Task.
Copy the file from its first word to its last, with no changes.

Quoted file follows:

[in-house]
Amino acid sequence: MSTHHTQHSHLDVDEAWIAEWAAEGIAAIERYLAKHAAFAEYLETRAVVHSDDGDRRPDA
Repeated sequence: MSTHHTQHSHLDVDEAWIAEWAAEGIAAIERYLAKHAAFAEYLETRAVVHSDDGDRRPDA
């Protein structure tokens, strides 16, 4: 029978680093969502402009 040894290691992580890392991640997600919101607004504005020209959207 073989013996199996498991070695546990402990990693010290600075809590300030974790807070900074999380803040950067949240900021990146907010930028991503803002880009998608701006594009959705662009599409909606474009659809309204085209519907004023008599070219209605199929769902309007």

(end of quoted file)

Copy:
[in-house]
Amino acid sequence: MSTHHTQHSHLDVDEAWIAEWAAEGIAAIERYLAKHAAFAEYLETRAVVHSDDGDRRPDA
Repeated sequence: MSTHHTQHSHLDVDEAWIAEWAAEGIAAIERYLAKHAAFAEYLETRAVVHSDDGDRRPDA
């Protein structure tokens, strides 16, 4: 029978680093969502402009 040894290691992580890392991640997600919101607004504005020209959207 073989013996199996498991070695546990402990990693010290600075809590300030974790807070900074999380803040950067949240900021990146907010930028991503803002880009998608701006594009959705662009599409909606474009659809309204085209519907004023008599070219209605199929769902309007």